If we step into the light, our condition is exposed. But, that is where we find truth; that is where we find God
Psalm 139 is a favorite of mine. It can be very comforting knowing that God is intimately familiar with me. He knows my struggles, my good intentions, what I long for and what I need.
You have searched me, Lord,
and you know me.
You know when I sit and when I rise;
you perceive my thoughts from afar.
You discern my going out and my lying down;
you are familiar with all my ways.
Before a word is on my tongue
you, Lord, know it completely.
(Psalm 139:1-4) On the other hand, God knows my demons, my sinful thoughts, my envious, hateful, spiteful and selfish thoughts. He not only sees the good things I do and think (that I want others to know); He sees the bad things I do and think (that I want no one to see). The idea that God knows me so well – even better than I know myself – is both a wonderful and a fearful thing!
The amazing thing is that He loves me. He knows me intimately – better than I know myself. and He loves me.
Where can I go from your Spirit?
Where can I flee from your presence
(Psalm 139:7) King David’s question is rhetorical of course. The answer is clearly nowhere. Nowhere can I go that God is not present. David takes comfort in that thought.
If I go up to the heavens, you are there;
if I make my bed in the depths, you are there.
If I rise on the wings of the dawn,
if I settle on the far side of the sea,
even there your hand will guide me,
your right hand will hold me fast.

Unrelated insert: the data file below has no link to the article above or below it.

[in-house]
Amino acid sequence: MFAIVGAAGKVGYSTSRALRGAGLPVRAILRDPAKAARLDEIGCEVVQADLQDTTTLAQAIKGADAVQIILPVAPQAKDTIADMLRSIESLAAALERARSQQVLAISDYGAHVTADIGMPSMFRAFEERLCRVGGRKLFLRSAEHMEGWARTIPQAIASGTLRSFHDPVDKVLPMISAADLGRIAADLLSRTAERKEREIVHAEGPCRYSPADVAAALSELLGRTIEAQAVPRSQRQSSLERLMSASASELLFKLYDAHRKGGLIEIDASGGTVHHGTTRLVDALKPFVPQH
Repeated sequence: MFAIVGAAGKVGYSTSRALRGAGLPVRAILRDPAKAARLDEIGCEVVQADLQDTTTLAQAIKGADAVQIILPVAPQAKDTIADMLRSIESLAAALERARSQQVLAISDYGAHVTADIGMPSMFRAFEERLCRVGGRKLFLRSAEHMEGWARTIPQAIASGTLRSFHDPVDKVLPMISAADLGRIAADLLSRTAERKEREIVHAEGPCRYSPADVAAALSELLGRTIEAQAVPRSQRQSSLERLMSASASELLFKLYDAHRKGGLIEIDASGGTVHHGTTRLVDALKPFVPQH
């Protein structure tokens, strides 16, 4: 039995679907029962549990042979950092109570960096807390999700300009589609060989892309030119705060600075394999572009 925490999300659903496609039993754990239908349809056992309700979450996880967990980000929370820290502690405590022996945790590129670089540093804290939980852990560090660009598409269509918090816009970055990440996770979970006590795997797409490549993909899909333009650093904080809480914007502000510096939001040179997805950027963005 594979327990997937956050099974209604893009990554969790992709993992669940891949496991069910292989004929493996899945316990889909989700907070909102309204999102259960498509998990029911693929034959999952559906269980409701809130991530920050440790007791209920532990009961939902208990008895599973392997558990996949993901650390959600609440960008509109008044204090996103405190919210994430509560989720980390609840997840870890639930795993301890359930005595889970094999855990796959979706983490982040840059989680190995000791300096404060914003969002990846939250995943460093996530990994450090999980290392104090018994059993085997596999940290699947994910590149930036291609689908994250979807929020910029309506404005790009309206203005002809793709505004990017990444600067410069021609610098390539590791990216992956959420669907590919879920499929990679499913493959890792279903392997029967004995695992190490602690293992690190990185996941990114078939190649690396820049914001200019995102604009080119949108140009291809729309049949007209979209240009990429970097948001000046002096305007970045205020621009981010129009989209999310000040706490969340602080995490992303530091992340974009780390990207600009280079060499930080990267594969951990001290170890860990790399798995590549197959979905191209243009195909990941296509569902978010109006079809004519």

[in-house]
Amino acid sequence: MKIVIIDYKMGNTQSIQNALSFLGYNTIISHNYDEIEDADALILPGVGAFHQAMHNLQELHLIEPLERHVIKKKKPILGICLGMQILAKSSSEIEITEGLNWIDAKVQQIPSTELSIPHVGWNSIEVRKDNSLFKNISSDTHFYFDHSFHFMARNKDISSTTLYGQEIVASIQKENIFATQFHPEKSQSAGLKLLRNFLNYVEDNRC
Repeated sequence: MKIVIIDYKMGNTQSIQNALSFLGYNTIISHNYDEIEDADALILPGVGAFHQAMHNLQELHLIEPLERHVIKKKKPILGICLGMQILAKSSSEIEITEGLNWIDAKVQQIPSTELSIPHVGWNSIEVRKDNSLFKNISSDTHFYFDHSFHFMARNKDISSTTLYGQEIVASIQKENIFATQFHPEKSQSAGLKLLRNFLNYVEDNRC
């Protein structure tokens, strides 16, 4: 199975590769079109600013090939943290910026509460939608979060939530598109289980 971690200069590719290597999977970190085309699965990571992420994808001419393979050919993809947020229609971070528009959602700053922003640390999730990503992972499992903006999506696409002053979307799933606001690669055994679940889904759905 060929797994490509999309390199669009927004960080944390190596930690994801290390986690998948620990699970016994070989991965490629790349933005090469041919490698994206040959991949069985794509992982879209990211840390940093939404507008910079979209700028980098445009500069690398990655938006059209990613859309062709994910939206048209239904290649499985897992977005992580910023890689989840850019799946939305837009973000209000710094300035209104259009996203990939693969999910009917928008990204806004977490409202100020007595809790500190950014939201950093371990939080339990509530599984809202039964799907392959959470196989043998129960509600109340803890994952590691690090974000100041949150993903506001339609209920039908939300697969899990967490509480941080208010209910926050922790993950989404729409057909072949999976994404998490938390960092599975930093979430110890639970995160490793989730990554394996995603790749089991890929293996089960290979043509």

(Psalm 139:8-10) That knowledge is as unnerving as it is comforting. Nowhere can I go that God is not present and nothing can I do, or even think, that God does not know it. David knew this full well. He learned it intimately through experience.
After he was tempted and succumbed to that temptation, seeing Bathsheba from his roof top, inviting her into his home and lying with her, and then plotting to send her husband to his death to cover up the misdeed, David was called to account by God in dramatic fashion. David’s sin was laid bare. He was completely undone by it. So, David knew well these words:
If I say, “Surely the darkness will hide me
and the light become night around me,”
even the darkness will not be dark to you;
the night will shine like the day,
for darkness is as light to you.
(Psalm 139:11-12) When Adam and Eve sinned in the Garden, their first reaction was to hide themselves from God. People have been hiding from God ever since to this day. Hiding from God is as futile an exercise as it is foolish. God knows every hair on our heads and every thought that runs through our heads. He surely knows every action that we take. There is nothing hidden from God.
Continue reading “Stepping Into the Light”